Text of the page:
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The prefix "super-" means to surpass, whereas the term saturate means to put in as much of something as it is ordinarily possible for something else to hold. A supersaturated solution is produced when a substance — a solute — is dissolved in water or another solvent to a degree not ordinarily possible. Most substances form a supersaturated solution only with difficulty. A supersaturated solution is generally achieved through changing the conditions of a saturated solution. Evaporating some of the solvent in a very clean environment may accomplish the purpose, as may an appropriate change in solution temperature.
As some of the solvent evaporates from a solution, that solution develops an increased solute-to-solvent ratio. If the starting solution was previously saturated, it then becomes supersaturated. Most substances increase in solubility with a rise in temperature and decrease in solubility when the temperature is lowered. For those substances, a saturated solution becomes supersaturated when the temperature is lowered. The reverse is true for substances that decrease in solubility with rising temperature and increase in solubility with lowering temperature; if one of them was in a saturated state, it will no longer be at a lower temperature.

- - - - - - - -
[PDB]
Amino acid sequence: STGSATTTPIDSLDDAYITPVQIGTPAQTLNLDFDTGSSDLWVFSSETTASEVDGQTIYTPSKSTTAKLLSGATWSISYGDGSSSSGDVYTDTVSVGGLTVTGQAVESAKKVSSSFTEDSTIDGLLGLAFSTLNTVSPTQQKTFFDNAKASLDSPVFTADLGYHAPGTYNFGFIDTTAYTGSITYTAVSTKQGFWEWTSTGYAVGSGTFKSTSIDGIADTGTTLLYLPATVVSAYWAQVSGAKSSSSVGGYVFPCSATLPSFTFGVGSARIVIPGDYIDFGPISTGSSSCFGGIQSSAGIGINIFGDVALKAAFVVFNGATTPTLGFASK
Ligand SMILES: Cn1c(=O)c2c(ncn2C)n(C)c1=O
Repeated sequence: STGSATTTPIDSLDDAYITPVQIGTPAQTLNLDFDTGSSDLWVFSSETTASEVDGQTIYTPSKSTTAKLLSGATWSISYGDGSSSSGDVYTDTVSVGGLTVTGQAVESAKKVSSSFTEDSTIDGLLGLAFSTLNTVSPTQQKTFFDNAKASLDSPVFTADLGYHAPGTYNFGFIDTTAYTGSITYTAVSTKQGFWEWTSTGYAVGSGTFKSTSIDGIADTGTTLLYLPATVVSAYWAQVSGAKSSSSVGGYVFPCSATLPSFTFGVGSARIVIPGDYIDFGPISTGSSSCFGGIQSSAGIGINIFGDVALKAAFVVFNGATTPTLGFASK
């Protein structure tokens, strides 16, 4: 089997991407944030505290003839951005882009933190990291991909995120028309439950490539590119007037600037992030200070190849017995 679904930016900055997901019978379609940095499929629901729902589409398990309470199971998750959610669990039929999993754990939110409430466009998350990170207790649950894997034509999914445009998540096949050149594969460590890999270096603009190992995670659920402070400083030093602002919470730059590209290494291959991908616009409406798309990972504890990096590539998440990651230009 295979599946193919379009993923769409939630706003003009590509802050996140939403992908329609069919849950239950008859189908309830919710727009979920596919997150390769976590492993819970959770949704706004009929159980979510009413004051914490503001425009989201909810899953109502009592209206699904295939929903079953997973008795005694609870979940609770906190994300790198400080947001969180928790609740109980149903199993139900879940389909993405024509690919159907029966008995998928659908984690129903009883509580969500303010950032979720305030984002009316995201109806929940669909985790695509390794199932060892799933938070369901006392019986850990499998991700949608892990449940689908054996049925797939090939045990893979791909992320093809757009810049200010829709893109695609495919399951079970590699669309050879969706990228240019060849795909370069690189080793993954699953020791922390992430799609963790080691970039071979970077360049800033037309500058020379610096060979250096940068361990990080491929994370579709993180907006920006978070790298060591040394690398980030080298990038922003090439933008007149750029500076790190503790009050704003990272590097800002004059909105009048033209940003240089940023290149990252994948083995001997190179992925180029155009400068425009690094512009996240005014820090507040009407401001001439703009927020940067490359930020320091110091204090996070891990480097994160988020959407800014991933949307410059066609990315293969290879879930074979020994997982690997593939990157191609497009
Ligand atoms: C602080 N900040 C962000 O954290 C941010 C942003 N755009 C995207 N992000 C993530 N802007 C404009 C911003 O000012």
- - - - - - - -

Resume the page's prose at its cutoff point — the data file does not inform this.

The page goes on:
Supersaturated solutions are inherently unstable, and respond in ways similar to those of super-cooled liquids; many persons have experienced the phenomenon of supercooled water. If pure water is chilled sufficiently and the container is kept still and is clean and scratch-free, a temperature below the freezing point may be attained without the formation of ice — the water is supercooled. Place a scratched or dirty object into the water and it may solidify in mere moments. This is because scratches and particles provide point and line interfaces onto which crystals may nucleate and grow. Similarly, introduce a few dust particles or tiny crystals into a supersaturated solution, and in just moments, solid forms at the bottom of the container, leaving an ordinary, saturated solution.
One commercial product for outdoor use employs the property of supersaturation. It is a chemical heating pad or hand-warmer, using the simple compound sodium acetate trihydrate. This chemical salt readily forms a supersaturated solution, if kept free of dust and crystals. If a closed pouch containing this solution is then has a few small crystals of the acetate dropped into it, the supersaturated solution quickly reverts to a saturated one by throwing down the excess solute. Since the reaction is exothermic — heat producing — the solution warms the hands or pockets of the person holding the pouch.
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